Quite refreshingly though, the people’s response to such blatant manipulation of the constitutional reform process was unequivocal. En masse, the people resoundingly rejected the doctored version, by voting ‘NO’ in the referendum.

Such an overwhelming response against the ZANU PF government’s preferred position sent shock waves within the rank and file of the Party. Mugabe in particular, was visibly stunned by such an open rejection and has never forgiven the people for such a basic lesson in humiliation. He masked his anger by sounding misleadingly magnanimous in defeat in a public address. It was a classic case of calm before the storm. Without warning, thugs that fondly refer to themselves as war veterans struck.

 Farm Invasions

The war veterans’ response marked the beginning of farm invasions, chaos, the suspension of the rule of law and worse still, state sanctioned violence. There was a bloodbath and we are all aware of the shear extent of the madness. The ZANU PF propaganda was that the ‘NO’ vote was sponsored by white commercial farmers who opposed the provision in the new constitution which empowered the government to compulsorily acquire land, a stipulation that would leave the affected parties with no recourse to any legal challenge.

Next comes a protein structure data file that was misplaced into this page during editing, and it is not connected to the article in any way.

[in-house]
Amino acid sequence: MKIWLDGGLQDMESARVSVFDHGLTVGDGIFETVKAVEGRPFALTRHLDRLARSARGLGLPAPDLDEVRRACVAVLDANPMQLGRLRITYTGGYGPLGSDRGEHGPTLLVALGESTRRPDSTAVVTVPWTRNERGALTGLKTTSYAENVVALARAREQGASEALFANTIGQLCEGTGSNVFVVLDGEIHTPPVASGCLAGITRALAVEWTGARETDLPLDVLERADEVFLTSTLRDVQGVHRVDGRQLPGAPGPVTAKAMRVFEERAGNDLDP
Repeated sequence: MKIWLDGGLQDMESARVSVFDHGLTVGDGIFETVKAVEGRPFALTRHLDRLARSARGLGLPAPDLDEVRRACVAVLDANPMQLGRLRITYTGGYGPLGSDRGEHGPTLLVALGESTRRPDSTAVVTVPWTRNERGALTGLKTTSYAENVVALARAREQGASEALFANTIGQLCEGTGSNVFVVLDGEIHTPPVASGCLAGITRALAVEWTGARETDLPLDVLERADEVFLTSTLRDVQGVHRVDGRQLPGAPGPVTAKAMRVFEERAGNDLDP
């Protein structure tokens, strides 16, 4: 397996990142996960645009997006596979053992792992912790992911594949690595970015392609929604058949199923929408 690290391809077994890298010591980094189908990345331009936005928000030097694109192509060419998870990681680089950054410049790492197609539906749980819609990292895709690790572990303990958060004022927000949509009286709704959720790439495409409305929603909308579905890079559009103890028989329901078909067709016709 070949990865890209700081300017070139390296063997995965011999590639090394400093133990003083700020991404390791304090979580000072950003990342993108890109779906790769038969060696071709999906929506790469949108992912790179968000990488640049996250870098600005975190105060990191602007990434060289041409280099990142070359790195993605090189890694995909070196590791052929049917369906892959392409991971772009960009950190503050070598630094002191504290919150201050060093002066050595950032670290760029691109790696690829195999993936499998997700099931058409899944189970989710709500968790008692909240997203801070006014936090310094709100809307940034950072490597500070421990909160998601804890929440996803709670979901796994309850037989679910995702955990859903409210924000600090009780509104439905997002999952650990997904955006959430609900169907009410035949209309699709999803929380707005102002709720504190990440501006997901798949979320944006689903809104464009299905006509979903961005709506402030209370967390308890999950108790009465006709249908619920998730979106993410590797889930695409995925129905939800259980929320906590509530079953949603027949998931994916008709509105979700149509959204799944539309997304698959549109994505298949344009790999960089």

At one point vice president, Joseph Msika and the then minister of Home Affairs, Dumiso Ndabengwa, the two lone voices of reason, called for an end to the mayhem by acknowledging that as a demonstration, the farm invaders had underscored their point. It was now time for an orderly land reform programme, the two men argued.

This appeal was made in Mugabe’s absence, since he was away on one of his usual Vasco Dagaman trips. Unfortunately, the two gentlemen were not preaching the original ZANU PF ‘gospel’. This is understandable because the two gentlemen are not themselves original ZANU PF anyway.

And not surprisingly, when the ‘dear leader’ returned, he ordered the invaders to stay put, marking the beginning of the end of serious commercial agricultural productivity. In doing so, Zimbabwe has embarrassingly scored a first. It has earned itself the dishonourable reputation of being the former breadbasket of Southern Africa that made a remarkable overnight transformation into a miserable begging bowel. It sounds exaggerated but that is the sad reality.